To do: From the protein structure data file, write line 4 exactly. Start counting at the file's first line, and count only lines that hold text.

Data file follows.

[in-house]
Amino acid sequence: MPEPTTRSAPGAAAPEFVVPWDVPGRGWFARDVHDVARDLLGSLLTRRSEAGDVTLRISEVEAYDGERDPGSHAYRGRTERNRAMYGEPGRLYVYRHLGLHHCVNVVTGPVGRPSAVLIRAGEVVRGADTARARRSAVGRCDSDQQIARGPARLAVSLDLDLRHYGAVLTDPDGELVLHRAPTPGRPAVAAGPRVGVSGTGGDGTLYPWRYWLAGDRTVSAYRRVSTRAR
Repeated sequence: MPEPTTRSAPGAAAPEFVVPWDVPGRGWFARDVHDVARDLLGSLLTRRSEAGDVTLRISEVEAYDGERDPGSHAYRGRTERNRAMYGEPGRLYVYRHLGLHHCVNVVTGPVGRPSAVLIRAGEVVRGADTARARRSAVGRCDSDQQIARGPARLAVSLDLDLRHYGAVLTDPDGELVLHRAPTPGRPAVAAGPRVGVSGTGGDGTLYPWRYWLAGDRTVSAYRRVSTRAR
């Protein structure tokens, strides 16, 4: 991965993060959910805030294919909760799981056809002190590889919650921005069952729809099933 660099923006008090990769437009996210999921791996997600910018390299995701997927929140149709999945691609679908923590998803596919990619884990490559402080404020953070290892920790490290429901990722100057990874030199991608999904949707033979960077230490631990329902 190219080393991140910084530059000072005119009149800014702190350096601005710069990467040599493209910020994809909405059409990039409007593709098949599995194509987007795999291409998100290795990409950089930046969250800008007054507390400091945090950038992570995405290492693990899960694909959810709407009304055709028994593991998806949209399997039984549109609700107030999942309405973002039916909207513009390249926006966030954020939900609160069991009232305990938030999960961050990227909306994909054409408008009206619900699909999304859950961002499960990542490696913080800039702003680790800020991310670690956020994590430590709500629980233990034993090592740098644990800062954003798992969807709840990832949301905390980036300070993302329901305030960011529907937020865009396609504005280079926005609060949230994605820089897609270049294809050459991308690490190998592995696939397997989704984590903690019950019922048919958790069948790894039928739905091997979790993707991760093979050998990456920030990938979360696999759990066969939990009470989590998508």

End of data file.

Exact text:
């Protein structure tokens, strides 16, 4: 991965993060959910805030294919909760799981056809002190590889919650921005069952729809099933 660099923006008090990769437009996210999921791996997600910018390299995701997927929140149709999945691609679908923590998803596919990619884990490559402080404020953070290892920790490290429901990722100057990874030199991608999904949707033979960077230490631990329902 190219080393991140910084530059000072005119009149800014702190350096601005710069990467040599493209910020994809909405059409990039409007593709098949599995194509987007795999291409998100290795990409950089930046969250800008007054507390400091945090950038992570995405290492693990899960694909959810709407009304055709028994593991998806949209399997039984549109609700107030999942309405973002039916909207513009390249926006966030954020939900609160069991009232305990938030999960961050990227909306994909054409408008009206619900699909999304859950961002499960990542490696913080800039702003680790800020991310670690956020994590430590709500629980233990034993090592740098644990800062954003798992969807709840990832949301905390980036300070993302329901305030960011529907937020865009396609504005280079926005609060949230994605820089897609270049294809050459991308690490190998592995696939397997989704984590903690019950019922048919958790069948790894039928739905091997979790993707991760093979050998990456920030990938979360696999759990066969939990009470989590998508």